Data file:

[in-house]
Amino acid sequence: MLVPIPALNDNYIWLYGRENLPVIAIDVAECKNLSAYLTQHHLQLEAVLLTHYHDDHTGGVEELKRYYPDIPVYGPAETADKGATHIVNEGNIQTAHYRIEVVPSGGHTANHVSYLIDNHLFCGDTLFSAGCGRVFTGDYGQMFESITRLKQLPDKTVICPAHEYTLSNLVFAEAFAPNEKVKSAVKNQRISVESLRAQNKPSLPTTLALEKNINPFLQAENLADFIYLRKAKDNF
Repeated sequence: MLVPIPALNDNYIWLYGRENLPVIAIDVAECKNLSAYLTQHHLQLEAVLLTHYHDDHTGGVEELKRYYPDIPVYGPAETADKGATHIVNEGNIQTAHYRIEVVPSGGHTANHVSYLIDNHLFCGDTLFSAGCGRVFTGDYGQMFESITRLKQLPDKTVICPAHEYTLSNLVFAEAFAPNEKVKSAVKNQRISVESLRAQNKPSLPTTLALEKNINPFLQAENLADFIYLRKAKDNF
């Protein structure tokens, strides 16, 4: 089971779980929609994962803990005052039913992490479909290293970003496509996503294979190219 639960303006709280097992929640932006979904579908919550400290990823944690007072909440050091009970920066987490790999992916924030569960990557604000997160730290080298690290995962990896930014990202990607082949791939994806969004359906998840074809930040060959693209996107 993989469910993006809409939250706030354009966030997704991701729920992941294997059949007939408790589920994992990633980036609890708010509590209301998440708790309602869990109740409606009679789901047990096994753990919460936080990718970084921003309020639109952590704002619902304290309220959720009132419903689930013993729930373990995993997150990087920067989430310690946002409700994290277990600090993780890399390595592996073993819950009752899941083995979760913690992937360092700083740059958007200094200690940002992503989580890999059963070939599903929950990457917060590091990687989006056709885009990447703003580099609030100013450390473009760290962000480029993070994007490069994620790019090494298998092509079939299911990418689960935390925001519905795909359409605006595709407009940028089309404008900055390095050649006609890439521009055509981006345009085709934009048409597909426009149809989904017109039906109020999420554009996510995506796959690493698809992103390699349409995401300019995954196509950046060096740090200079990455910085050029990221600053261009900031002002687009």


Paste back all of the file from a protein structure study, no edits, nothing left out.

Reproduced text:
[in-house]
Amino acid sequence: MLVPIPALNDNYIWLYGRENLPVIAIDVAECKNLSAYLTQHHLQLEAVLLTHYHDDHTGGVEELKRYYPDIPVYGPAETADKGATHIVNEGNIQTAHYRIEVVPSGGHTANHVSYLIDNHLFCGDTLFSAGCGRVFTGDYGQMFESITRLKQLPDKTVICPAHEYTLSNLVFAEAFAPNEKVKSAVKNQRISVESLRAQNKPSLPTTLALEKNINPFLQAENLADFIYLRKAKDNF
Repeated sequence: MLVPIPALNDNYIWLYGRENLPVIAIDVAECKNLSAYLTQHHLQLEAVLLTHYHDDHTGGVEELKRYYPDIPVYGPAETADKGATHIVNEGNIQTAHYRIEVVPSGGHTANHVSYLIDNHLFCGDTLFSAGCGRVFTGDYGQMFESITRLKQLPDKTVICPAHEYTLSNLVFAEAFAPNEKVKSAVKNQRISVESLRAQNKPSLPTTLALEKNINPFLQAENLADFIYLRKAKDNF
């Protein structure tokens, strides 16, 4: 089971779980929609994962803990005052039913992490479909290293970003496509996503294979190219 639960303006709280097992929640932006979904579908919550400290990823944690007072909440050091009970920066987490790999992916924030569960990557604000997160730290080298690290995962990896930014990202990607082949791939994806969004359906998840074809930040060959693209996107 993989469910993006809409939250706030354009966030997704991701729920992941294997059949007939408790589920994992990633980036609890708010509590209301998440708790309602869990109740409606009679789901047990096994753990919460936080990718970084921003309020639109952590704002619902304290309220959720009132419903689930013993729930373990995993997150990087920067989430310690946002409700994290277990600090993780890399390595592996073993819950009752899941083995979760913690992937360092700083740059958007200094200690940002992503989580890999059963070939599903929950990457917060590091990687989006056709885009990447703003580099609030100013450390473009760290962000480029993070994007490069994620790019090494298998092509079939299911990418689960935390925001519905795909359409605006595709407009940028089309404008900055390095050649006609890439521009055509981006345009085709934009048409597909426009149809989904017109039906109020999420554009996510995506796959690493698809992103390699349409995401300019995954196509950046060096740090200079990455910085050029990221600053261009900031002002687009």